Britain’s property market is about to combust because house prices are far too high and people are not earning enough to keep up.
Basically the the house price to income ratio is completely screwed up and people need to take on more debt in order to get on the housing ladder. And it is for this reason that Britain’s property market is in serious trouble, because the schism between earnings and rising house prices cannot be sustained.
In fact, there is one line in a new report, entitled “The UK’s housing bubble: ready to pop?” sent to Business Insider by macro-research firm Fathom Consulting that sums up why Britain’s housing market is set for a major crash:
Property prices would need to fall by up to 40%, or household income grow at ten times its current pace for the next five years, in order to bring the ratio back to balance.
The average house price in Britain stands at £292,000, according to the Office for National Statistics. Property prices in London are even more colossal at £552,000 on average. However, latest data from the ONS showed that wage growth slowed in the three months to February. Wages grew 1.8%, down from 2.1% in January, and far lower than the 2.3% growth expected by economists.The average Brit currently earns less than £30,000 per year.
Usually, people need to stump up a deposit of anywhere between 5% and 20% of the asking price of a property before a bank will grant you them a mortgage. So if you are not earning very much but house prices are super high, you will have to take on heaps of debt.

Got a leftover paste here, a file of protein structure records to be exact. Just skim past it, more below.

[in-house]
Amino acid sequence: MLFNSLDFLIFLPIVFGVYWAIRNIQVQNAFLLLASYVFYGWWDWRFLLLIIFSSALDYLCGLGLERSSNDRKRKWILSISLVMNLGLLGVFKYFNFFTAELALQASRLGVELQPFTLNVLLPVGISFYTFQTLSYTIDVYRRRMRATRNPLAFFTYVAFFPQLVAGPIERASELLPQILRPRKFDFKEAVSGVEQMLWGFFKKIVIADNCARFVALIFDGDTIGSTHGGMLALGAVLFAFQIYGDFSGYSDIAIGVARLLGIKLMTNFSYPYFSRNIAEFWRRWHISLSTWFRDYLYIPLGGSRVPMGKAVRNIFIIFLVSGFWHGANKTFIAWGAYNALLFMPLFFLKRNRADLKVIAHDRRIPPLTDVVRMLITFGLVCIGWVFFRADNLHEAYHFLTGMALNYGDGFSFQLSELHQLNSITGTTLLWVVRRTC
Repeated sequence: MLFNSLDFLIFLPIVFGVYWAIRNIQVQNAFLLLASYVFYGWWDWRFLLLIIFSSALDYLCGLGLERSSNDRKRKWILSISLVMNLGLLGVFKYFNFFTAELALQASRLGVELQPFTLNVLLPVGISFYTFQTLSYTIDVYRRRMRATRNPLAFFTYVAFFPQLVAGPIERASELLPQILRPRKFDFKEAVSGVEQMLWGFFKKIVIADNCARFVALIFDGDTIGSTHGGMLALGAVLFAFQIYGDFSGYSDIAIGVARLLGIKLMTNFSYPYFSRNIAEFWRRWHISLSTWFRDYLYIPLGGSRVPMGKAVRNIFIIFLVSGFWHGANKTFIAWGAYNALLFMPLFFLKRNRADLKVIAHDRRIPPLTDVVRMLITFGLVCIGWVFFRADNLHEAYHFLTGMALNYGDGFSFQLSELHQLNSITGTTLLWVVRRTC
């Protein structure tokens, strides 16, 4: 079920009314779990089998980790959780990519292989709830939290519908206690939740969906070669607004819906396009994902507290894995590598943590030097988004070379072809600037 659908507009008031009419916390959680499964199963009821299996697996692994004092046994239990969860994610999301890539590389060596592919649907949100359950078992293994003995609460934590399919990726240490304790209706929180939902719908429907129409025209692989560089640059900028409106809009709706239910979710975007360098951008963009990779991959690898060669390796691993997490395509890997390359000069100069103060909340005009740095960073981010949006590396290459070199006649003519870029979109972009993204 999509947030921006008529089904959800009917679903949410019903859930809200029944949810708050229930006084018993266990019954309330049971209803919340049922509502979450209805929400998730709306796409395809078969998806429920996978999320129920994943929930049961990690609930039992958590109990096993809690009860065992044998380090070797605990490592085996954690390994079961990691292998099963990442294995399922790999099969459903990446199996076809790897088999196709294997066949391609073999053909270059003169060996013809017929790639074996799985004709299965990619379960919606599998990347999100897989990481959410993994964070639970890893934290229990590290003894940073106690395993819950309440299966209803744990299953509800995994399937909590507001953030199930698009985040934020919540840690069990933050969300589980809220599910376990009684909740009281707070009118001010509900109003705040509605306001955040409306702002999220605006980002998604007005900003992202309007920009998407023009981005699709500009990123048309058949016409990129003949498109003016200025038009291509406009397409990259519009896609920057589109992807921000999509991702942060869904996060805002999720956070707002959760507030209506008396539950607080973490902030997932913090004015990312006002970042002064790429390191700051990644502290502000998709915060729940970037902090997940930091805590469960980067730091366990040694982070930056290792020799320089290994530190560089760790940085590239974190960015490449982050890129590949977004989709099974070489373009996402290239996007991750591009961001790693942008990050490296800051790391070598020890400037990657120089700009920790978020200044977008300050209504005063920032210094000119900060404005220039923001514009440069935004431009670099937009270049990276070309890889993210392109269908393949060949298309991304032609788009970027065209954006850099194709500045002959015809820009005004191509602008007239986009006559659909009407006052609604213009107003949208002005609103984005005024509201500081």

Just take a look at this ridiculous chart that shows how skewed the ratio has become:
Fathom Consulting blame both record low interest rates of 0.5% and the government’s various property schemes that have helped tip the supply and demand scales. That is because lower interest rates mean it is cheaper for people to service debt — so they take on more.
“We maintain our view that this increase is demand driven, brought about by both exceptionally low real rates of interest and Chancellor Osborne’s Help to Buy scheme,” said Fathom Consulting in the report.
“The housing market is likely to remain overvalued at anything other than near-zero interest rates.”
However, if interest rates do rise — and they will eventually — people could face missing debt payments and losing their homes. But according to Fathom Consulting, the Bank of England is unlikely to boost rates this year or next because it knows how a rate rise could hit households negatively.
“Fearful of destabilising the fragile arithmetic that underpins the housing market, we believe that Bank Rate normalisation is a distant prospect – regardless of the EU referendum result,” said Fathom Consulting.
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